State venture capital may fall short of demand
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Hawaii could see venture capital investments jump in the next three years, but still fall short of increasing demand, a study released yesterday indicates.
Demand for venture capital is likely to hit a cumulative $146.9 million by 2011, driven by maturing companies in need of larger amounts of funding, the report by Hawaii Institute for Public Affairs, a nonpartisan public policy institute, said.
Achieving that would mean a "substantial" increase from $20 million raised last year to nearly $50 million this year. Fund managers who regularly invest in the state expect to raise $128 million in the next two years, the report states.
Fund managers are focusing on technology and renewable energy fields -- areas with an established infrastructure where Hawaii could emerge as an industry leader, said Nonie Toledo, who handled the project for HIPA.
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Venture capital investments in Hawaii are expected to increase in the next three years but could still fall short of rising demand, according to a study released yesterday.
Demand for venture capital is likely to hit a cumulative $146.9 million by 2011, driven by maturing companies in need of larger amounts of funding, the report by Hawaii Institute for Public Affairs, a nonpartisan public policy institute, said. That would mean a "substantial" jump from $20 million raised last year to nearly $50 million this year.
Ten fund managers who regularly invest in the state plan to raise $128 million in the next two years, the report states. The survey, which polled 63 companies and 27 venture capital firms who invest in Hawaii, said that data suggests fundraising goals still fall "somewhat short" of the forecast for demand.
"There is still somewhat of a gap in terms of what companies are asking for and what fund managers are estimating that they will be supplying the market," said Nonie Toledo, who runs consulting firm Nonie Toledo & Associates LLC, which handled the project for HIPA. "Both fund managers and companies feel that there are significant opportunities over the next three years."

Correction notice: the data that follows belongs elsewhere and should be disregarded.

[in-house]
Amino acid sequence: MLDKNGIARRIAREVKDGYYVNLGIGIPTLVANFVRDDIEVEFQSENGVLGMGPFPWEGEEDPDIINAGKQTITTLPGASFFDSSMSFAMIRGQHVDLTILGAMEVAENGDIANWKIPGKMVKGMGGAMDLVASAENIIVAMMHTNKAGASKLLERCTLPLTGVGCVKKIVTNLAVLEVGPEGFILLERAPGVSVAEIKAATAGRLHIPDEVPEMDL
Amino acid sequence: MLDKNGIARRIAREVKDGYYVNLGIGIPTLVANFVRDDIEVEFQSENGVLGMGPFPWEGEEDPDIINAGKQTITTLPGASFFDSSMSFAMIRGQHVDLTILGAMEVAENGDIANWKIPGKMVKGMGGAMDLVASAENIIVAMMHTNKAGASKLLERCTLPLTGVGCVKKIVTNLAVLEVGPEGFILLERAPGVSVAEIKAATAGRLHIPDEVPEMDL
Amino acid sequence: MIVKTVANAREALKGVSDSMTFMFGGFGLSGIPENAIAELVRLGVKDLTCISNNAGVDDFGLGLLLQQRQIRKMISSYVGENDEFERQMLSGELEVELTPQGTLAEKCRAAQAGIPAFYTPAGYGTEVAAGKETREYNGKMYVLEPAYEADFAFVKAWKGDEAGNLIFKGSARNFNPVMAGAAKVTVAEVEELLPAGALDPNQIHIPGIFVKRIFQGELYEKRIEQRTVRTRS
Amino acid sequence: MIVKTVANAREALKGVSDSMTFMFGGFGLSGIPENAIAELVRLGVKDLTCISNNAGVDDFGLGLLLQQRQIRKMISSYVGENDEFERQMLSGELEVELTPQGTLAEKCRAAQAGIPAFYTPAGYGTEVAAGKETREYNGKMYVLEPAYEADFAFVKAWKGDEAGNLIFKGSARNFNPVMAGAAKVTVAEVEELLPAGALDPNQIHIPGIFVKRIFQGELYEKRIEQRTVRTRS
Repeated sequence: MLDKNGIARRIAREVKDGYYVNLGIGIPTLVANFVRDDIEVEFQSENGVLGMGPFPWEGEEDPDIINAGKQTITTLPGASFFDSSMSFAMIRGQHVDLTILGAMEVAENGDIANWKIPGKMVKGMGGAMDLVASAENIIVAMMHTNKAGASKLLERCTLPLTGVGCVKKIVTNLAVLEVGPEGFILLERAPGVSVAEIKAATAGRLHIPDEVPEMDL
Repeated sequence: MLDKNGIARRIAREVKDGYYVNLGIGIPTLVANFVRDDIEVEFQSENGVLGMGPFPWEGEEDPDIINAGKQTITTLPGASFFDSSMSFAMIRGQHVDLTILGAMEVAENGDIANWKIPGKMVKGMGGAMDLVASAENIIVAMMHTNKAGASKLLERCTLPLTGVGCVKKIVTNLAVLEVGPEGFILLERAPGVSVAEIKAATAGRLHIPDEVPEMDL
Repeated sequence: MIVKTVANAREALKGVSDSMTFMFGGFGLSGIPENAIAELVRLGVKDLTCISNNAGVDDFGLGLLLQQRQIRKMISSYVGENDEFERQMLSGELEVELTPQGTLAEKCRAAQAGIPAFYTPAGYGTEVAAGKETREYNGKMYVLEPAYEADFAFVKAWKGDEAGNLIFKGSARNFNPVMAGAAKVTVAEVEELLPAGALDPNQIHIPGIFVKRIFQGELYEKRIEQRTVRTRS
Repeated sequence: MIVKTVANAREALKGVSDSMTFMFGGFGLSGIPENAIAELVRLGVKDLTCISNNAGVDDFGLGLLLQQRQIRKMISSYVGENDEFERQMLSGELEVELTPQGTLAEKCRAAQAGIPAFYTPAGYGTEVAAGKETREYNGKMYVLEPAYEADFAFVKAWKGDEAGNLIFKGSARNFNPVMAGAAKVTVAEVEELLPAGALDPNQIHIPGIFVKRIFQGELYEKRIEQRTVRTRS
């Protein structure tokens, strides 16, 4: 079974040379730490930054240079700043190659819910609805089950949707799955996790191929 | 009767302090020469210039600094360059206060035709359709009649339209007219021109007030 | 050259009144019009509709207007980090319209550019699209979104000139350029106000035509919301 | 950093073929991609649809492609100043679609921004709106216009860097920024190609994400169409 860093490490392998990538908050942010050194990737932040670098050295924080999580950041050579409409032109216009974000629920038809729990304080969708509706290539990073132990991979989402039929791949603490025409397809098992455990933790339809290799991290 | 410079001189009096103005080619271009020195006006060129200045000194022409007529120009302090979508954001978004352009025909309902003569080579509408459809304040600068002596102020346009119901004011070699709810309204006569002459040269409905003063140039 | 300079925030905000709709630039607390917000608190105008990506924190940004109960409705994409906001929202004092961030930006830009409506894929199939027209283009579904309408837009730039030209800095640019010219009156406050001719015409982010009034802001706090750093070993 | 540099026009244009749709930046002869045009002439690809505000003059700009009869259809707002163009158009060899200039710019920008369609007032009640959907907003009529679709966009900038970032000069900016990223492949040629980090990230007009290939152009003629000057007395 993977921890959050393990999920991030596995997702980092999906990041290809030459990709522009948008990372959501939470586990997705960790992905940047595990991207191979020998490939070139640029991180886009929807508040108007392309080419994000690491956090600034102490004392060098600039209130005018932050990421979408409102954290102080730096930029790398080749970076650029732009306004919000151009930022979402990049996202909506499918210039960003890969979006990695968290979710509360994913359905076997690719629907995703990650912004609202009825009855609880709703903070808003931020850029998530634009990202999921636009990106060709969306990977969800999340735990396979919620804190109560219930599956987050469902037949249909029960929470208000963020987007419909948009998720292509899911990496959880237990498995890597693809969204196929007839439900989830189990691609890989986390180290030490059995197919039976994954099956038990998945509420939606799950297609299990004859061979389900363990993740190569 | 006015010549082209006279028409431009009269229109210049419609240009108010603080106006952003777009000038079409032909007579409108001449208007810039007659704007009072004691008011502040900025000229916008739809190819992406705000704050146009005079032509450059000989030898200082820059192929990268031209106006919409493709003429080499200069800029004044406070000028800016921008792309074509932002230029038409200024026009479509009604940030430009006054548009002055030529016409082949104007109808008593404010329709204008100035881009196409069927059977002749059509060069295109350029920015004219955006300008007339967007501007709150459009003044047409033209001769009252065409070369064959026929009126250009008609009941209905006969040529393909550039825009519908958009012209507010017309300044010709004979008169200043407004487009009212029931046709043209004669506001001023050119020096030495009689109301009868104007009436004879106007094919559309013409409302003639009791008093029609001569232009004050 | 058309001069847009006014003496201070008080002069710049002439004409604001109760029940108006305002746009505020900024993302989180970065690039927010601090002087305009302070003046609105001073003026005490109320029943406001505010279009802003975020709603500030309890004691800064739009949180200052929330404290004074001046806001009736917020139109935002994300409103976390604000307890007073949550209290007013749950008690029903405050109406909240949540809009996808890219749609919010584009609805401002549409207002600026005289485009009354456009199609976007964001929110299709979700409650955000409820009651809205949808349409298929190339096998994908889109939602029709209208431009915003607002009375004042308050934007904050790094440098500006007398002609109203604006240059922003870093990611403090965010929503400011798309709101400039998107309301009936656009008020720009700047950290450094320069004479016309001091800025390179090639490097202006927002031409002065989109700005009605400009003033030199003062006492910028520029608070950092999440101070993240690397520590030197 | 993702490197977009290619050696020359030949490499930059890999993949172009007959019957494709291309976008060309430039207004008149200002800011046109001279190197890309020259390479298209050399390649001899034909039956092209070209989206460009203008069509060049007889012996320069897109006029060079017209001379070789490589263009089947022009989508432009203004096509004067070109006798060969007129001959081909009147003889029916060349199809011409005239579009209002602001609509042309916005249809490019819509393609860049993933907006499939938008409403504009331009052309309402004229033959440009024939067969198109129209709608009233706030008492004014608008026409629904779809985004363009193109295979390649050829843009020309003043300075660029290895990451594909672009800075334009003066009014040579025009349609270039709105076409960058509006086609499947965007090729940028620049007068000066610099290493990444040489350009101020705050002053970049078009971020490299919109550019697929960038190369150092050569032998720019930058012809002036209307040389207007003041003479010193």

Fund managers see those opportunities primarily in fields such as life sciences, renewable energy and information technology, with a strong infrastructure already established in research facilities such as the Natural Energy Laboratory of Hawaii Authority and the University of Hawaii John A. Burns School of Medicine.
"They are very, very bullish on the Hawaii market for having good opportunities for investing, especially in the clean tech industry," she said. "Hawaii could grab a name for itself in terms of that industry."
Jeff Au, who helps manage $85 million in committed venture capital as the managing director of PacifiCap, said local startups have been helped by Act 221/215, state laws providing tax credits to encourage investment and research in Hawaii.
"What we are seeing here under the long term is that Act 221 has been really helpful over the last five or six years to provide the early-stage financing," he said. "What do these well-qualified companies do to get to the next stage? They find a way to survive, but really their growth is constrained because they don't have that optimum amount of capital."
David Watumull, president and CEO of Cardax Pharmaceuticals, which participated in the study, said the tax credits made his company's spinoff from Hawaii Biotech Inc. possible two years ago.
"This is one of the few places in the world that our company could have actually gotten funding," he said.
Hawaii currently ranks in the bottom ten states nationwide in venture capital and Small Business Administration loans per $1,000 of gross state product, the study said. That is in part because two-thirds of all venture capital in the country is based in California and Massachusetts, said John Chock, president of the Hawaii Strategic Development Corp.
"The rest of the country, including Hawaii, are considered fly-over states where it's really tough for the struggling startups," he said. "One percent of the companies that submit business plans to venture capital firms get the funding."